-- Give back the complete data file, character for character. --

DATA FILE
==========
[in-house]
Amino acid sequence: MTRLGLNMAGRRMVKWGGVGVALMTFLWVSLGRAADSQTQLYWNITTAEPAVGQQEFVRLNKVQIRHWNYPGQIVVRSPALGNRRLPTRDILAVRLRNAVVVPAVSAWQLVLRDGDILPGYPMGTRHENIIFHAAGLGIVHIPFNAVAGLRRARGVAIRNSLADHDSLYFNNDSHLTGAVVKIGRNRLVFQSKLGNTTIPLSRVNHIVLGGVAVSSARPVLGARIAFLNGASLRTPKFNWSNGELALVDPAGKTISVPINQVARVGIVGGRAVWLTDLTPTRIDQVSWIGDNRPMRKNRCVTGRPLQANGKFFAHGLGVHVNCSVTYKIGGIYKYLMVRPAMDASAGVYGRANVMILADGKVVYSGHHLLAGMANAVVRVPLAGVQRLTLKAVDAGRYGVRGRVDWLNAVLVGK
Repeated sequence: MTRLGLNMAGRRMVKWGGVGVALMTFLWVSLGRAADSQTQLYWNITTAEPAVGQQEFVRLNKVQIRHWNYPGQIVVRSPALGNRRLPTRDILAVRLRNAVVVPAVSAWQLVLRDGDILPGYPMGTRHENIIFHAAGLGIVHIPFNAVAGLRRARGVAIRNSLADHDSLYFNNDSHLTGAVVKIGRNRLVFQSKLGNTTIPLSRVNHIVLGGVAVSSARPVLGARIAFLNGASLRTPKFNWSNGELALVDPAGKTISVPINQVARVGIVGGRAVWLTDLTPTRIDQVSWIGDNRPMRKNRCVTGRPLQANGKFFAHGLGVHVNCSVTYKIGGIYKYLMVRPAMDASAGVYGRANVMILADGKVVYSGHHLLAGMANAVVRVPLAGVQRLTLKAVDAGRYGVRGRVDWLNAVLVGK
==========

[in-house]
Amino acid sequence: MTRLGLNMAGRRMVKWGGVGVALMTFLWVSLGRAADSQTQLYWNITTAEPAVGQQEFVRLNKVQIRHWNYPGQIVVRSPALGNRRLPTRDILAVRLRNAVVVPAVSAWQLVLRDGDILPGYPMGTRHENIIFHAAGLGIVHIPFNAVAGLRRARGVAIRNSLADHDSLYFNNDSHLTGAVVKIGRNRLVFQSKLGNTTIPLSRVNHIVLGGVAVSSARPVLGARIAFLNGASLRTPKFNWSNGELALVDPAGKTISVPINQVARVGIVGGRAVWLTDLTPTRIDQVSWIGDNRPMRKNRCVTGRPLQANGKFFAHGLGVHVNCSVTYKIGGIYKYLMVRPAMDASAGVYGRANVMILADGKVVYSGHHLLAGMANAVVRVPLAGVQRLTLKAVDAGRYGVRGRVDWLNAVLVGK
Repeated sequence: MTRLGLNMAGRRMVKWGGVGVALMTFLWVSLGRAADSQTQLYWNITTAEPAVGQQEFVRLNKVQIRHWNYPGQIVVRSPALGNRRLPTRDILAVRLRNAVVVPAVSAWQLVLRDGDILPGYPMGTRHENIIFHAAGLGIVHIPFNAVAGLRRARGVAIRNSLADHDSLYFNNDSHLTGAVVKIGRNRLVFQSKLGNTTIPLSRVNHIVLGGVAVSSARPVLGARIAFLNGASLRTPKFNWSNGELALVDPAGKTISVPINQVARVGIVGGRAVWLTDLTPTRIDQVSWIGDNRPMRKNRCVTGRPLQANGKFFAHGLGVHVNCSVTYKIGGIYKYLMVRPAMDASAGVYGRANVMILADGKVVYSGHHLLAGMANAVVRVPLAGVQRLTLKAVDAGRYGVRGRVDWLNAVLVGK